Sunday, October 10, 2004

BIAS AGAINST CONSERVATIVE RELIGION IN THIS POLITICAL SEASON

National Public Radio (NPR) recently reported that "some conservative preachers" are speaking out "in unusually partisan ways." As NPR's Barbara Bradley Haggerty reports, critics say they are crossing a legal line and endorsing candidates. [Haggerty] "Jerry Johnston, Senior Pastor at First Family Church in Overland Park, Kansas remembers when the clarion call came. The Kansas State Senate had just passed a bill to allow citizens to vote on a state amendment that would define marriage as between a man and a woman. He went to watch a House vote on May 4. [Johnson's voice] "I was standing along the railing at the Kansas House of Representatives and watched Representatives cast their vote, get up, and as if they were in a spring, race out of the State House. And I turned to Senator, Nick Jordan, and asked what are they doing? He said, 'Jerry, they are voting against it and they are running because they don't want to be accountable for their vote.'" [Haggerty] "Johnston, whose Southern Baptist church has 3,000 members began to work with scores of other Pastors across the state to hand out voter guides and to try to register 100,000 new voters before November. That galvanized the other camp. Caroline McKnight, of the Mainstream Coalitions says she knew if a Pastor uses his pulpit to endorse or condemn a political candidate, the IRS can revoke the churches tax exempt status. So she [McKnight] says, "We had about a 100 volunteers and we randomly assigned them each to two places to attend, a church other than their own in the month of July. We gave them a little check sheet and we sent them the information that would tell them what was and what was not appropriate. And then we asked them to send back any examples that they thought were questionable." But, she says, none of the clergy crossed the line. [McKnight] "They know where they line is, they know exactly what they can and cannot say and they stop just short of the magic words which are 'vote for' or 'vote against.'" Another Baptist church with 13,000 members in the state of Arkansas was attacked for crossing the line between church and state because of one particular sermon that noted the differences between the two candidates. Though names were not mentioned, photos of the two candidates were. The two pictures alternated as the Pastor, Ronnie Floyd, talked about abortion, terrorism, and other issues. "The sermon caught the attention of Barry Lynn of the group Americans United for the Separation of Church and State (AUSCS). '[Barry] It was way over the line, it was clearly a candidate endorsement and, frankly, you would have to have been a recent immigrant from the planet Mars not to watch that so-called sermon and not realize you were supposed to be voting for George Bush.'" After Floyd's church was reported to the IRS, along with other conservative leaning churches, Floyd said,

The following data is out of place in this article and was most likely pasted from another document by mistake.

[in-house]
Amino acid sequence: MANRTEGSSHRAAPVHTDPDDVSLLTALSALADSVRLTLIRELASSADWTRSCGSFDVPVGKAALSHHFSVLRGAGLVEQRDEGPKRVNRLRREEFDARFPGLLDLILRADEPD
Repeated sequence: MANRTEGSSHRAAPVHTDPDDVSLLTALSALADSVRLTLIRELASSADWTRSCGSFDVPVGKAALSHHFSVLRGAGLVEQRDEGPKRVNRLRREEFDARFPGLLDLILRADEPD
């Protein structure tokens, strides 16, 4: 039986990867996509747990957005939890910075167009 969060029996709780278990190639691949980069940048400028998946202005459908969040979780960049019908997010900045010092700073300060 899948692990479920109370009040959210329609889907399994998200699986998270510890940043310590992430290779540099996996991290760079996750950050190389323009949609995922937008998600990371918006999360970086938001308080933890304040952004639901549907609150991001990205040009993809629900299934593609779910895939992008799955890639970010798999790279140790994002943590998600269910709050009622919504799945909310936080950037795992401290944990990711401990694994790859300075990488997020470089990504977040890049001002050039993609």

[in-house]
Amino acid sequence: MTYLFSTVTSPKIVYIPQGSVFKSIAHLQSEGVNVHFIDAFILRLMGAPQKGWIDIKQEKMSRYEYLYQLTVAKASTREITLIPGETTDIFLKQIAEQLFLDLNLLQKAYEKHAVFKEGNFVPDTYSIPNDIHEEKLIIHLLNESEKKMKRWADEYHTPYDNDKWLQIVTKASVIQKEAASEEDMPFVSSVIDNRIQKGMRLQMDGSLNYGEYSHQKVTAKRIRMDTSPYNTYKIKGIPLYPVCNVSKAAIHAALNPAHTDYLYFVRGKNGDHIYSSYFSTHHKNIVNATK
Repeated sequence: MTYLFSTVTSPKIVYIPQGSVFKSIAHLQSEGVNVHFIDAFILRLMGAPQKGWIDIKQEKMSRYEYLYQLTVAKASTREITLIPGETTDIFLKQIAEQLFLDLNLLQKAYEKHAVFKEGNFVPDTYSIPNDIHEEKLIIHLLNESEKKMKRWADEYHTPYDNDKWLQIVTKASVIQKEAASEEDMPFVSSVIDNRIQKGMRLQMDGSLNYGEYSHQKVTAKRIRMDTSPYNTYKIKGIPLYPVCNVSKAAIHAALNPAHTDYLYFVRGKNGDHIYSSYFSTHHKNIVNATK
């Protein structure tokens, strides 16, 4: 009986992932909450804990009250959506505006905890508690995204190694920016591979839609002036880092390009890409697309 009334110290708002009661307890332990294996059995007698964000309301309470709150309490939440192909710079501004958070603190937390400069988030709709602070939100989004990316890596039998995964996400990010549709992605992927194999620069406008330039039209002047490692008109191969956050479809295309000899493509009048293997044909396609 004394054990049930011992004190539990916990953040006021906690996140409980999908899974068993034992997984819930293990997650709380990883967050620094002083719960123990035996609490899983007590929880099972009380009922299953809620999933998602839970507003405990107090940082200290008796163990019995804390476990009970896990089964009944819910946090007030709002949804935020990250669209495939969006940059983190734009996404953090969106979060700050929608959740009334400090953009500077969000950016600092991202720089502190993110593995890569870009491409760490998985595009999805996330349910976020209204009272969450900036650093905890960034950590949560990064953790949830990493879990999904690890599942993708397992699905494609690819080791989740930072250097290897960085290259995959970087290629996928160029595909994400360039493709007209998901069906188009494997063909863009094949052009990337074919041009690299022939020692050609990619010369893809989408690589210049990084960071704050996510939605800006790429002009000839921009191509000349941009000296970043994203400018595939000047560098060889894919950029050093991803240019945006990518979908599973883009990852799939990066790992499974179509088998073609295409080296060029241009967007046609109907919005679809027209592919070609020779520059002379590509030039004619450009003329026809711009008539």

"I know what Mr. Lynn is trying to do. He's trying to intimidate me, he's trying to intimidate every Pastor in this country, he's trying to intimidate ever Evangelical church to stay home. Because if he can get us not involved with the issues and stay at home, then his liberal agenda will be fulfilled."

[Haggerty] "And if past is prolog, former IRS Commissioner, Don Alexander says Evangelical churches have little reason to worry. [Alexander] 'Afro-American churches for years have made endorsements from the pulpit and the IRS hasn't done anything about it. This year it seems the Evangelical churches are doing the same thing that the black churches did, and the IRS is probably doing nothing about it.' [Haggerty] The IRS has only once, some say twice, revoked a churches tax-exempt status for politicking." (for entire audio, go to: http://www.npr.org/templates/story/story.php?storyId=3821609)

Who is being scrutinized and how it's being reported shows the bias against conservative religious groups. A look at the au.org web site reveals the bias of the AUSCS. There is no reference to Kerry who, just this last Sunday (October 10, 2004), addressed a Missionary Baptist church, along with Rev. Al Sharpton and Jesse Jackson. But there is plenty written against conservative voices like Jerry Falwell, Pat Robertson, and various issues favored by conservatives. And the networks dutifully report Kerry's support from the Black churches; but they fail to give any cautionary note of concern that the line between church and state had been crossed. There lies the bias.

The message is clear: people are watching and taking notes. If churches are caught making endorsements for political candidates, the IRS may be notified and the churches tax-exempt status could be revoked. Christian leaders must focus on the right message. The Church of Christ is the Body of Christ (Eph. 1:22,23). The message that should be heard from all pulpits is one of morality in a godless world. Sinners should be called to live holy lives because God is holy (1 Pet. 1:16). Churches must focus on the Gospel of Christ and not the politics of the day. However, though preaching politics from the pulpit must be carefully avoided, the message of morality must be given proper attention. My lesson this week will be "What" To Vote For: Not "Who" to Vote For. Christians have a right to express Christian values; and if they vote, they have a duty to reflect those values at the ballot box. The Bible says that those who are in authority are God's ministers for justice (Romans 13:1-5). Everyone is benefitted when the most righteous person is elected to positions of power. A preacher can talk about moral issues like Abortion, Gambling, H0m0sexuality, Justice in the Courts, and many other issues. But well-equipped Christians have to make up their mind about who is the right candidate.

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